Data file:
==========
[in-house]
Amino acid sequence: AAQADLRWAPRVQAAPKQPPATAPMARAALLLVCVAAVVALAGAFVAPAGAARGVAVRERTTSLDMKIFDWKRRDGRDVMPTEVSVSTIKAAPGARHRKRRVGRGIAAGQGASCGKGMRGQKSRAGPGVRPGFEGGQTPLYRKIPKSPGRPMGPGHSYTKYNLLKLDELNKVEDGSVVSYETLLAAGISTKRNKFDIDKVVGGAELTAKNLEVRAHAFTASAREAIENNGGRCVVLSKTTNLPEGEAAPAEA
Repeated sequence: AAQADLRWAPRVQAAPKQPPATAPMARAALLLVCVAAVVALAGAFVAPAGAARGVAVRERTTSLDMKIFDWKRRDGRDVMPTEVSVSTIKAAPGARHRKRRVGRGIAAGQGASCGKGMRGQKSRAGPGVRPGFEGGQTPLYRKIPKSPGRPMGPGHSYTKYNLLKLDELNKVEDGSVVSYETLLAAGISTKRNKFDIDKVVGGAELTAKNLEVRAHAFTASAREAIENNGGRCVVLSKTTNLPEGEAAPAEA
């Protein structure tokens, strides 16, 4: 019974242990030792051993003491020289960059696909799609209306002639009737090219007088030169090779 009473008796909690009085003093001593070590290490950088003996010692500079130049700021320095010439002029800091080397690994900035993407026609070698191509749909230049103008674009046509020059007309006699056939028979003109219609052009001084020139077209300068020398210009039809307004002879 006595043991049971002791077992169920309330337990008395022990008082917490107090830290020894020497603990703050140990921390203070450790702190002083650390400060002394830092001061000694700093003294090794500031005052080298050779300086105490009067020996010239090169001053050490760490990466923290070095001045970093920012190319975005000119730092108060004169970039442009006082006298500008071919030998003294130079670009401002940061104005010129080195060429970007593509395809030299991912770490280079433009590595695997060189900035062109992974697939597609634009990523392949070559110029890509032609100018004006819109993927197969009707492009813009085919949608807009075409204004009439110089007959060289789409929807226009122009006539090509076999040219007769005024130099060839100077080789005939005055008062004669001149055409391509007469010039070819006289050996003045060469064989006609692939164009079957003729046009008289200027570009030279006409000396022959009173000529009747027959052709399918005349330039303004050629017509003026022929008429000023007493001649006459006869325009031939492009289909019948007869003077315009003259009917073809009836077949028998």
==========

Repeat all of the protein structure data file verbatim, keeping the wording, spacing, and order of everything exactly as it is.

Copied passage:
[in-house]
Amino acid sequence: AAQADLRWAPRVQAAPKQPPATAPMARAALLLVCVAAVVALAGAFVAPAGAARGVAVRERTTSLDMKIFDWKRRDGRDVMPTEVSVSTIKAAPGARHRKRRVGRGIAAGQGASCGKGMRGQKSRAGPGVRPGFEGGQTPLYRKIPKSPGRPMGPGHSYTKYNLLKLDELNKVEDGSVVSYETLLAAGISTKRNKFDIDKVVGGAELTAKNLEVRAHAFTASAREAIENNGGRCVVLSKTTNLPEGEAAPAEA
Repeated sequence: AAQADLRWAPRVQAAPKQPPATAPMARAALLLVCVAAVVALAGAFVAPAGAARGVAVRERTTSLDMKIFDWKRRDGRDVMPTEVSVSTIKAAPGARHRKRRVGRGIAAGQGASCGKGMRGQKSRAGPGVRPGFEGGQTPLYRKIPKSPGRPMGPGHSYTKYNLLKLDELNKVEDGSVVSYETLLAAGISTKRNKFDIDKVVGGAELTAKNLEVRAHAFTASAREAIENNGGRCVVLSKTTNLPEGEAAPAEA
């Protein structure tokens, strides 16, 4: 019974242990030792051993003491020289960059696909799609209306002639009737090219007088030169090779 009473008796909690009085003093001593070590290490950088003996010692500079130049700021320095010439002029800091080397690994900035993407026609070698191509749909230049103008674009046509020059007309006699056939028979003109219609052009001084020139077209300068020398210009039809307004002879 006595043991049971002791077992169920309330337990008395022990008082917490107090830290020894020497603990703050140990921390203070450790702190002083650390400060002394830092001061000694700093003294090794500031005052080298050779300086105490009067020996010239090169001053050490760490990466923290070095001045970093920012190319975005000119730092108060004169970039442009006082006298500008071919030998003294130079670009401002940061104005010129080195060429970007593509395809030299991912770490280079433009590595695997060189900035062109992974697939597609634009990523392949070559110029890509032609100018004006819109993927197969009707492009813009085919949608807009075409204004009439110089007959060289789409929807226009122009006539090509076999040219007769005024130099060839100077080789005939005055008062004669001149055409391509007469010039070819006289050996003045060469064989006609692939164009079957003729046009008289200027570009030279006409000396022959009173000529009747027959052709399918005349330039303004050629017509003026022929008429000023007493001649006459006869325009031939492009289909019948007869003077315009003259009917073809009836077949028998």